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-   -   Egg Separation Problem (http://www.discusscooking.com/forums/f22/egg-separation-problem-13538.html)

Linda Abend 07-31-2005 09:42 PM

Egg Separation Problem

Last week I tried to separate some eggs and ran into a problem. Some of the eggs had a "lumpy" yolk which broke when I was separating them. I never had this problem before.

What would cause this? Were the eggs with this problem old, fresh, too cold? I am stumped?

Linda Abend

Alix 08-01-2005 11:28 AM

Were they farm eggs? I have never run into that problem either. The only thing I can figure is maybe the eggs were a bit old and the membrane around the yolks was getting a bit weak?

Linda Abend 08-04-2005 09:51 AM

They were eggs from the supermarket.:smile:

The date stated that they were fresh and they tasted fine. But I have had this problem several times.
Do you think that this could happen when eggs get too cold?


Linda Abend

Alix 08-04-2005 10:29 AM

Linda, I have never had that problem with eggs that were too cold. My fridge occasionally "adjusts" itself to subarctic temperatures so I have had REALLY cold eggs from time to time.

I think it is likely that the eggs were older than the date said. I don't know. That is a stumper. I am going to make sure this thread stays active until someone with more knowledge than I have comes along.

MICHAEL!!! We need you here. Help please!

tancowgirl2000 08-04-2005 10:36 AM

Maybe somewhere along the line they froze just a tad....I know when my fridge was freezing everything the eggs would turn out weird...

Alix 08-04-2005 10:38 AM

OoooooooTanis, I believe you may have it right!

Georgeco 08-04-2005 01:39 PM

It sure sounds like the eggs were well past their prime. Try sepparating eggs with your hands. Just break the egg into a bowl and use your hand like a "claw game" and gently grasp the yolk and lift out.

licia 08-04-2005 02:06 PM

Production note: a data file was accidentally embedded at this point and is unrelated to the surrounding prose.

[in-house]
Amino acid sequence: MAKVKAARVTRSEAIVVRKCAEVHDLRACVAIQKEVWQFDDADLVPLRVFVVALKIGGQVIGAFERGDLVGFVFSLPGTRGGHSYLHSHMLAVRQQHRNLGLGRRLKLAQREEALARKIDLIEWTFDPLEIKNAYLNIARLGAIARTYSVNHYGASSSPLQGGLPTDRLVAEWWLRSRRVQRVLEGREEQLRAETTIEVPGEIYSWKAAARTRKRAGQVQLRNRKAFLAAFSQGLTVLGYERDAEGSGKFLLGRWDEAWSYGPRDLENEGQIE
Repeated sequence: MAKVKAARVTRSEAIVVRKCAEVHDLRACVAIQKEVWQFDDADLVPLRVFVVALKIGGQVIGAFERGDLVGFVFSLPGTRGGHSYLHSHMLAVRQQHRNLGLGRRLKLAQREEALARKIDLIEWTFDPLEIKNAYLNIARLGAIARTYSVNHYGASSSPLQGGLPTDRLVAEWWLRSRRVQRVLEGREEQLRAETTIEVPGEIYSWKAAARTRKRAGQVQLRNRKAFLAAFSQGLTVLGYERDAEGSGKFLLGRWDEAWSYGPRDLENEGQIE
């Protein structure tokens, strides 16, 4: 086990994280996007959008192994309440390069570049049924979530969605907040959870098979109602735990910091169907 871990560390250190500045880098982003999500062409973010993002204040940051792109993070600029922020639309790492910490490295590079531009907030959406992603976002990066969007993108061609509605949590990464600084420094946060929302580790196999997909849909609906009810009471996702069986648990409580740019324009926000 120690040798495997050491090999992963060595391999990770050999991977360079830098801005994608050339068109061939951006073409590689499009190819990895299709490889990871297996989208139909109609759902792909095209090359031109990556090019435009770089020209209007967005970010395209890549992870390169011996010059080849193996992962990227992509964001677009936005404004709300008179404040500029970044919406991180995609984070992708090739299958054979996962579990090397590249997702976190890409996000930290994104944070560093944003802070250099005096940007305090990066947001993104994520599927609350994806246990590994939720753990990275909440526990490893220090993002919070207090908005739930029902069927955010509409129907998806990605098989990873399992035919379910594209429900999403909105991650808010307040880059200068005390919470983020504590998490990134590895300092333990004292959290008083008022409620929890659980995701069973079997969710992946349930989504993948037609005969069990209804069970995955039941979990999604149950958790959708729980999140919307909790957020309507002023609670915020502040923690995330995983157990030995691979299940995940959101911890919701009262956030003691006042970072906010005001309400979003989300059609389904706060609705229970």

Eggs separate better when they are cold, but whip better when they are room temp.

Michael in FtW 08-04-2005 04:35 PM

Somebody hand Tanis another Molson ... as the prize for best answer for the "lumpy yolk" problem! It seems that when eggs are frozen, slightly frozen, or held for some time "near" freezing the yolk will gelatinize .... thus the most likely cause of the "lumpy" yolks.

Now we can look at another part of what Linda said ... (a) it was just "some" of the eggs that had this problem, and (b) "I never had this problem before." - and - "But I have had this problem several times."

My best guess here is where the eggs were stored in the 'fridge, the air flow within the 'fridge - and the temp. A carton of eggs stored in the coldest part of the 'fridge up against a wall that has an airflow that could cause a "wind chill factor" on one side of the carton .... that would account for only "some" of the eggs being affected. This also leads to the question - where in the 'fridge were the eggs stored when there was a problem and where when there wasn't a problem? One possible solition would be to put the eggs on the middle shelf and away from the sides or back. Of course, using a refrigerator thermometer and checking the temp in various locations would also be a great idea - that way you would know where the cold spots are.

The final part of the problem - the yolks breaking. It could be maybe from cold storage, age, or it could be technique - or a combination. Eggs cracked on a flat surface are less likely to have a problem with the yolk breaking than those cracked over the edge of something (side of a pan, bowl, etc.)

TomW 08-04-2005 05:39 PM


Originally Posted by Michael in FtW
...Another excellent answer...

New avatar. :cool:

New member description too?

Congratulations if it is new. Uh, sorry if it is old, and I just never noticed. :flowers:


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